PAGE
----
Bulk metallic glasses (BMGs) are a class of metals that are rapidly cooled from liquid metal melts such that the crystallization process is bypassed and amorphous structure resumes. The absence of crystalline grains and crystalline defects (e.g., dislocations, grain boundaries) in BMGs leads to superior mechanical performance. However, the unusual rapid cooling rate required to form a glass limits the available geometries into which it can be shaped by traditional manufacturing approaches such as casting. This has significantly impeded the structural application of BMGs. We demonstrated the feasibility of a novel approach to fabricating BMGs with versatile geometries through a direct ink writing (DIW)-based additive-manufacturing method combined with thermal sintering. Our systematic mechanical characterization of these additively manufactured BMG architectures indicated that ultrahigh strength can be realized in these complex architectures, which represents a benchmark toward the development of unprecedented structural materials. Our approach provided novel insight into the additive manufacturing of high-strength metals.
Bulk metallic glasses (BMGs) are capable of achieving high strength (>2 GPa) and high elasticity (approximately 2 percent) due to their amorphous nature and the absence of defects (Figure 1) (Johnson 1999; Schroers 2013; Schuh et al. 2007; Telford, M., 2004). The significantly higher strength and elasticity of BMGs compared to crystalline metals and ceramics offers the potential to develop extraordinarily strong and elastic "spring-like" cellular architectures. However, from a practical viewpoint, cellular BMG architectures, either periodic or stochastic, are very difficult to fabricate. Attempts have been made to fabricate stochastic cellular BMG architectures by foaming, but they often suffer from uneven pore-size distribution and uncontrolled architectural topology, resulting in detrimental degradation in material performance (Schroers et al. 2003; Chen et al. 2014a). Periodic structures with controlled and purpose-designed architectures may be engineered for optimal mechanical performance (e.g., strength-to-weight ratio or stiffness-to-weight ratio). However, such architectures are historically difficult to manufacture, particularly in the case of three-dimensional (3D) shapes. Recently, 3D BMG cellular structures have been attempted by mechanical assembly (Liu et al. 2016) and laser selective melting (Pauly et al. 2013), where the former method is limited in versatility (Liu et al. 2016) and the latter approach typically induces residual stresses and microcracks (Pauly et al. 2013).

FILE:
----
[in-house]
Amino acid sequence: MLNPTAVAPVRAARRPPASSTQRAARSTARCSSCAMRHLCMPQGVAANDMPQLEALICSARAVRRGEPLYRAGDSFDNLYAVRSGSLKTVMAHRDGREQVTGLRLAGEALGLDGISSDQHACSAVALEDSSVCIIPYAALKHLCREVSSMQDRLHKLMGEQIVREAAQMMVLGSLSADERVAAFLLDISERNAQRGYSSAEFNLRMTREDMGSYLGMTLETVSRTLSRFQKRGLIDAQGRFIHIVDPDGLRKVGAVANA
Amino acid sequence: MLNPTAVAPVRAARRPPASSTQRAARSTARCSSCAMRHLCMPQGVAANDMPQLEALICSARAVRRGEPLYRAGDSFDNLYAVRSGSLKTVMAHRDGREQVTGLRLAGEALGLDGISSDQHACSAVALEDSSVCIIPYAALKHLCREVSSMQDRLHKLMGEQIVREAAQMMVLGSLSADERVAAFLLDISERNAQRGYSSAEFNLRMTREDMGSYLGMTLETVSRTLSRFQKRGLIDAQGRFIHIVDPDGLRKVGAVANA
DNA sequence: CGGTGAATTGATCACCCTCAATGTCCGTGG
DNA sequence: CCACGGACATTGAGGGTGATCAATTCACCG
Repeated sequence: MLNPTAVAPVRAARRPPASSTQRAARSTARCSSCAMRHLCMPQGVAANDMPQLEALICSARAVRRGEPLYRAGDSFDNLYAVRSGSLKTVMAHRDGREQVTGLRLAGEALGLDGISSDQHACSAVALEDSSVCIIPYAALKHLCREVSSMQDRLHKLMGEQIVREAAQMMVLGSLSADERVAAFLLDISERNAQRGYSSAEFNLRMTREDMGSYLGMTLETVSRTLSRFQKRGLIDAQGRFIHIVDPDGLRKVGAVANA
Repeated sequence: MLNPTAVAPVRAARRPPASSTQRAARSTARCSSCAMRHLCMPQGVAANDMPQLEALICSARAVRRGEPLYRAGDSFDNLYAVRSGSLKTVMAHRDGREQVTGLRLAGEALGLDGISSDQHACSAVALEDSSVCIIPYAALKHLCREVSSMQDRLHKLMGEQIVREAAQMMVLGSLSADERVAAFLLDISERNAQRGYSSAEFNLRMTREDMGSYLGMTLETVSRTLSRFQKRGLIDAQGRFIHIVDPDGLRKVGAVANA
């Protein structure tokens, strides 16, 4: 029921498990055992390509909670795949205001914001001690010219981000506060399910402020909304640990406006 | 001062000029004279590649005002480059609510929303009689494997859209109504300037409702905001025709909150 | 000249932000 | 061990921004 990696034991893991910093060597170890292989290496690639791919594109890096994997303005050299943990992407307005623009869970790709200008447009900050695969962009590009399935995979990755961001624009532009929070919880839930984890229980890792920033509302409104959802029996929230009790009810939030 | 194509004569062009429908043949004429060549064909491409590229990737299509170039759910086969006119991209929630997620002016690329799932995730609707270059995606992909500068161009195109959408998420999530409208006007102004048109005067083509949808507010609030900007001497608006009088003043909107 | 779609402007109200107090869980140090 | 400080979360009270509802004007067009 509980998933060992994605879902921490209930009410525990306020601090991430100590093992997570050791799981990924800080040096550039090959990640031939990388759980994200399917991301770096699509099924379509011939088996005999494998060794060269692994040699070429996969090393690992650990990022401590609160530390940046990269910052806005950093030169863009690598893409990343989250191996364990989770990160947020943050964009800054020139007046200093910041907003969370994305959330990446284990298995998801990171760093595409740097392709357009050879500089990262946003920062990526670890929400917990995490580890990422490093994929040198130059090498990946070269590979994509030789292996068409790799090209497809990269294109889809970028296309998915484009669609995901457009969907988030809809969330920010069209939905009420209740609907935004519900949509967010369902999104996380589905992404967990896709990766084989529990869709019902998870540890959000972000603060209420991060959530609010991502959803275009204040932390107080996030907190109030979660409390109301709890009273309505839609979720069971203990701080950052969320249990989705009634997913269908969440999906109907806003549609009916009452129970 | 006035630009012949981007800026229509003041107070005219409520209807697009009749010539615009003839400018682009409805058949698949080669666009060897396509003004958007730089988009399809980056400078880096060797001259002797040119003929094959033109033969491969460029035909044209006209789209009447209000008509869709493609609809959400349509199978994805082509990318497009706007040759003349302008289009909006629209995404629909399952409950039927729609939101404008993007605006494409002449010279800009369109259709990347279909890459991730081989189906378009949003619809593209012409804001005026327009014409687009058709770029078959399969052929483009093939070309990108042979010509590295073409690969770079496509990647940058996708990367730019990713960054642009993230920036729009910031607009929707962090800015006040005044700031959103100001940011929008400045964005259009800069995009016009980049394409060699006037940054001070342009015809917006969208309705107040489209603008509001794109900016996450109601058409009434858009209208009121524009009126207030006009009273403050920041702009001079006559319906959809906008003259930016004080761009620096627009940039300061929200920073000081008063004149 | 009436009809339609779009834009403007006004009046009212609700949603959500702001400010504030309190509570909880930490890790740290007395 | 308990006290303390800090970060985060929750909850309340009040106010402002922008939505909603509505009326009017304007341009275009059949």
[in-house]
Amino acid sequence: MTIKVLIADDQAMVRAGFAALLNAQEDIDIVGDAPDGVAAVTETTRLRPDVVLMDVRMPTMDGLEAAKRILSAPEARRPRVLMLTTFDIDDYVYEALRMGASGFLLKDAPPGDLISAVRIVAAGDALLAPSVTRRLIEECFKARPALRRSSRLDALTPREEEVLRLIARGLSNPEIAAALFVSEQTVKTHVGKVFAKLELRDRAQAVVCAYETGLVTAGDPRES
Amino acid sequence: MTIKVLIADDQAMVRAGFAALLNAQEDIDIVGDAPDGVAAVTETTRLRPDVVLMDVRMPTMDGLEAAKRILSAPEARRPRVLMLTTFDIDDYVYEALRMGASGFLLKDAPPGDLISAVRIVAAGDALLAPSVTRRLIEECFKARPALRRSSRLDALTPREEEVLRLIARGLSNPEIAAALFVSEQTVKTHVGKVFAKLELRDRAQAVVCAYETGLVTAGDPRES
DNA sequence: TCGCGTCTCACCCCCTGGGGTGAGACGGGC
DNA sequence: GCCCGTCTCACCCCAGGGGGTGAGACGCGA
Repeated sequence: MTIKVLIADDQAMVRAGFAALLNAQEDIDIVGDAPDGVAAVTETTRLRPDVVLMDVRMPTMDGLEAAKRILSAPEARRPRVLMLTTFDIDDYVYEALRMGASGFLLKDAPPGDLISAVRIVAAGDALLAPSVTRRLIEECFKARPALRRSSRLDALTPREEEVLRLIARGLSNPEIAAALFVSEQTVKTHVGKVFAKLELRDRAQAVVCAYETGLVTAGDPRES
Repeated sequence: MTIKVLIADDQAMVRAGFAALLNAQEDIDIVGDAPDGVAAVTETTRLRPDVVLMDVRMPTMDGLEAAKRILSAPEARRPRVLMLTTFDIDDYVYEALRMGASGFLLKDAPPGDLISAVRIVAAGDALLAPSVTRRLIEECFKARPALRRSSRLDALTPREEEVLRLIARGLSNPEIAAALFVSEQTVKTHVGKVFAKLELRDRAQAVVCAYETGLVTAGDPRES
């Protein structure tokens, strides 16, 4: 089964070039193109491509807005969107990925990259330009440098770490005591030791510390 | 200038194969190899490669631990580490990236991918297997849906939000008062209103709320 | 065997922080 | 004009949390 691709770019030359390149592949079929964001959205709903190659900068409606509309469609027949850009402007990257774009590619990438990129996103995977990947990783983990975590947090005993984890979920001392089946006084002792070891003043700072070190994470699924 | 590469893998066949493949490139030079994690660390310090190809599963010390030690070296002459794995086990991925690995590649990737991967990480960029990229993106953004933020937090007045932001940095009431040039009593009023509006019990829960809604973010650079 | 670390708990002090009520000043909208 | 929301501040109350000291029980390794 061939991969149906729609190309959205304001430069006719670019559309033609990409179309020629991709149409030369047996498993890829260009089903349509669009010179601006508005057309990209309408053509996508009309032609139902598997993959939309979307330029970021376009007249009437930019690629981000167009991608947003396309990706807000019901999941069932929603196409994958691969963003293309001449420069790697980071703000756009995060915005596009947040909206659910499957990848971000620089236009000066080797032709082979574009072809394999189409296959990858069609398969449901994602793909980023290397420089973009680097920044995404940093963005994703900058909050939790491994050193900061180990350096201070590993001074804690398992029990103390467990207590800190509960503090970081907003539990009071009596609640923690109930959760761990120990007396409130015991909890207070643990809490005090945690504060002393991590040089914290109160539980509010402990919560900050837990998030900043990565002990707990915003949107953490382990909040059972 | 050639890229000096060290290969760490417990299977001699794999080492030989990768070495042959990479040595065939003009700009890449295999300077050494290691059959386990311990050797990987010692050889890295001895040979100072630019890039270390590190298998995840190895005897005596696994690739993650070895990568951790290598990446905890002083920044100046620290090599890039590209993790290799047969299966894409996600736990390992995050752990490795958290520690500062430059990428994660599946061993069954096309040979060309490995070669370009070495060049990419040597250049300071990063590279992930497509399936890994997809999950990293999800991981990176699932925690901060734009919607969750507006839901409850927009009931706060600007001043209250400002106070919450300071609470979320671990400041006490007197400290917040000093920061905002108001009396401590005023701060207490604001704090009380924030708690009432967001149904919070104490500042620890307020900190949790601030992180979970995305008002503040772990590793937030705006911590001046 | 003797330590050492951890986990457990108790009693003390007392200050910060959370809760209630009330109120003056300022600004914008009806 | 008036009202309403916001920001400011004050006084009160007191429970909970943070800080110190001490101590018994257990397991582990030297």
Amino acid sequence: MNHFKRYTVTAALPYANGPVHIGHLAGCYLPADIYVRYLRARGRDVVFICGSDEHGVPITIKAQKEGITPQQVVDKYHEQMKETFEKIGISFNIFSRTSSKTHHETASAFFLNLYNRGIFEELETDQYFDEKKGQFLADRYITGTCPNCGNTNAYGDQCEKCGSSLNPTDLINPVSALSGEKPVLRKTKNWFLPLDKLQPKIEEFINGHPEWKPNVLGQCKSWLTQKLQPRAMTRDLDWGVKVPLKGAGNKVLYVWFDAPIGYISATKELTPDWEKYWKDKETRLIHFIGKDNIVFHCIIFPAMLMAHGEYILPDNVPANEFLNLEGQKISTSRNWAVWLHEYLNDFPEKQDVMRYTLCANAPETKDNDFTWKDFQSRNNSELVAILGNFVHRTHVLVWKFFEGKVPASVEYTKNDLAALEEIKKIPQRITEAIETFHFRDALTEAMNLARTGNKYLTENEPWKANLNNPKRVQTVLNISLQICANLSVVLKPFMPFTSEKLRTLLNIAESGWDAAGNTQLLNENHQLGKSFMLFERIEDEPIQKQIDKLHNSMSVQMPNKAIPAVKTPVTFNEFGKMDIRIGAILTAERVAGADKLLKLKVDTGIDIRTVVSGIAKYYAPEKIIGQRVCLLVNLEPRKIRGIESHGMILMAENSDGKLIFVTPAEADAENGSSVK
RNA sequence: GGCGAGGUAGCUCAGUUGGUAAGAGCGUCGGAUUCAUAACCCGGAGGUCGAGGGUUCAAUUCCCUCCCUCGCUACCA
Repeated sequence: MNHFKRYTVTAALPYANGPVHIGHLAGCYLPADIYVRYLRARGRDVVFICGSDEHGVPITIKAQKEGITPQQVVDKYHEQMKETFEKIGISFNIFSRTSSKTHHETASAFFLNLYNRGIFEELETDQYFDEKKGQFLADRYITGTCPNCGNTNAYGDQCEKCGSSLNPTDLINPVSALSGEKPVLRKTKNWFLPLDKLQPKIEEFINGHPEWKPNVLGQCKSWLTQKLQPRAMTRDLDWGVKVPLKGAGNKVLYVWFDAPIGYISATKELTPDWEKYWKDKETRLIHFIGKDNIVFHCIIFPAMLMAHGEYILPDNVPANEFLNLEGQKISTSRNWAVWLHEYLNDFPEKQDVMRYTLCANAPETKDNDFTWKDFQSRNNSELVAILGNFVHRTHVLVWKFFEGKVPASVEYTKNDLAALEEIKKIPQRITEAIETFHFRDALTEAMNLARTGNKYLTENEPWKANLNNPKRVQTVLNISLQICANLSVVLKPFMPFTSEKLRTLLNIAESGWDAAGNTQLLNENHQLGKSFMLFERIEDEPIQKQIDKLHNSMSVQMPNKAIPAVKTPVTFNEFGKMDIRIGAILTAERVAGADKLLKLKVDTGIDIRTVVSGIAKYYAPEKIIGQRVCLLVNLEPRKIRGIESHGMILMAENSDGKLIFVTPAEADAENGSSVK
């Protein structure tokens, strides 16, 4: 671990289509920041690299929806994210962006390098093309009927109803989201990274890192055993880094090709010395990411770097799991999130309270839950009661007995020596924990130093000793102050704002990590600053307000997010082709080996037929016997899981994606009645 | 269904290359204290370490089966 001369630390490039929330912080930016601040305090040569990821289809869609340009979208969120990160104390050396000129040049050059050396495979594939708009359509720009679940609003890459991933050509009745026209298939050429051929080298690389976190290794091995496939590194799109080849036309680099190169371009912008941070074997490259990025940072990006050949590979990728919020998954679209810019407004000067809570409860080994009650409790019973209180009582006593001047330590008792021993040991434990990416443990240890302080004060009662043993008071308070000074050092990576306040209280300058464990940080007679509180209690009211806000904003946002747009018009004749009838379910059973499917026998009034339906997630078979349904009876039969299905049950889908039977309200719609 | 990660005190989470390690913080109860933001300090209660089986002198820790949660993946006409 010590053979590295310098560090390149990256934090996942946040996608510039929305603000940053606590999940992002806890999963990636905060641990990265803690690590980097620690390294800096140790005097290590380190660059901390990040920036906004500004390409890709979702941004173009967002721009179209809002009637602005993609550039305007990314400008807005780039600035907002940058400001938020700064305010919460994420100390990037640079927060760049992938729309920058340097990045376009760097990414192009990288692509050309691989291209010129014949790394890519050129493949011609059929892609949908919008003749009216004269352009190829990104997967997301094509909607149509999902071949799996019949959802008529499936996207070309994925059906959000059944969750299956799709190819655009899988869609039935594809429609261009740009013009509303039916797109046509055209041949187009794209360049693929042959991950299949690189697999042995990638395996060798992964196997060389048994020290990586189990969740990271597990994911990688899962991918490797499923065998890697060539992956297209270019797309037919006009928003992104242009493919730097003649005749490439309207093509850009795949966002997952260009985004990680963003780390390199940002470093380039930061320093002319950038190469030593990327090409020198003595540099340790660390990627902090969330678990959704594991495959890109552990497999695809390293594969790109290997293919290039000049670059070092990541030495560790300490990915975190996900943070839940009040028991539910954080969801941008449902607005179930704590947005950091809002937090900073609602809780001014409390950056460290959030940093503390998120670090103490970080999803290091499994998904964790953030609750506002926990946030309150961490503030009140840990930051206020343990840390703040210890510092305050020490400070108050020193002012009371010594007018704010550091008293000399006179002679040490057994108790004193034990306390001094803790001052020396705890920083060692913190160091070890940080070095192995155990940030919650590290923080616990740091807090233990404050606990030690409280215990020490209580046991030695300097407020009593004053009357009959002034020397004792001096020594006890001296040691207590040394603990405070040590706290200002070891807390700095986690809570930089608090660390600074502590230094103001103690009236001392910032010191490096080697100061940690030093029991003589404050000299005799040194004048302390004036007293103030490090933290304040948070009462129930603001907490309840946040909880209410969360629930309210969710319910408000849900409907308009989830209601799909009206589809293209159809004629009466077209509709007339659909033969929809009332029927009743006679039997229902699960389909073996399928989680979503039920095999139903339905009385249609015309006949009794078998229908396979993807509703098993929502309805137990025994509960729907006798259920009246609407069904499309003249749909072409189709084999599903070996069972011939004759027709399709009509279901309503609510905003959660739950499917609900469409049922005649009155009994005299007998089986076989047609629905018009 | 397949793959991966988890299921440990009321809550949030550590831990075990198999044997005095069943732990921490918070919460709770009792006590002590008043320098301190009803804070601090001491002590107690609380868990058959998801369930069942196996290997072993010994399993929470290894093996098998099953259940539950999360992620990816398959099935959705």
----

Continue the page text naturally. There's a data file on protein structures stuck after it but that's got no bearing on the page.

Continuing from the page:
We have introduced a novel and highly versatile approach to precisely fabricating 3D BMG cellular structures with well controlled architectures that were previously unachievable by conventional BMG processing technologies. Our 3D-printing approach, direct ink writing (DIW), is amenable to formulating carefully controlled inks based on BMG-based particulate feedstocks, for construction of periodic 3D BMG structures in a layer-by-layer fashion. After printing, the structures are post-processed to form BMG via thermoplastic sintering. By integrating BMGs' inherent material properties, we have demonstrated the feasibility of fabricating mechanically robust 3D BMG architectures.
We investigated materials and manufacturing approaches, as well as mechanical characterization. The DIW additive-manufacturing approach is an emerging low-cost 3D-printing technique that enables printing of materials into well-controlled complex architectures (Lewis 2006). During the DIW process, structures are built layer by layer through filamentary deposition of particulate-based or particle-free inks (Lewis et al. 2006). A key component of this technique is the development of inks with controlled flow (or rheological) properties. By tuning the rheology, ink can be made to flow through microscale nozzles to form continuous filaments at low pressure and solidify quickly upon exiting the nozzle to retain their filamentary shape. In this fashion, complex 3D structures with fine self-supporting features may be patterned. The viscoelastic inks are often highly concentrated; in the case of particulate-based inks, they are loaded with microscale and/or nanometer-scale particles (Lewis et al. 2006).
We developed a suite of novel BMG-based inks composed of Fe-Si-B BMG microparticles plus liquid suspension media (or carrier fluid) and polymer binders. During the DIW process, the liquid carrier fluid evaporates and the BMG particles become bound by the polymer matrix to achieve shape retention and formation of 3D constructs composed of a BMG-polymer composite material (Figure 2).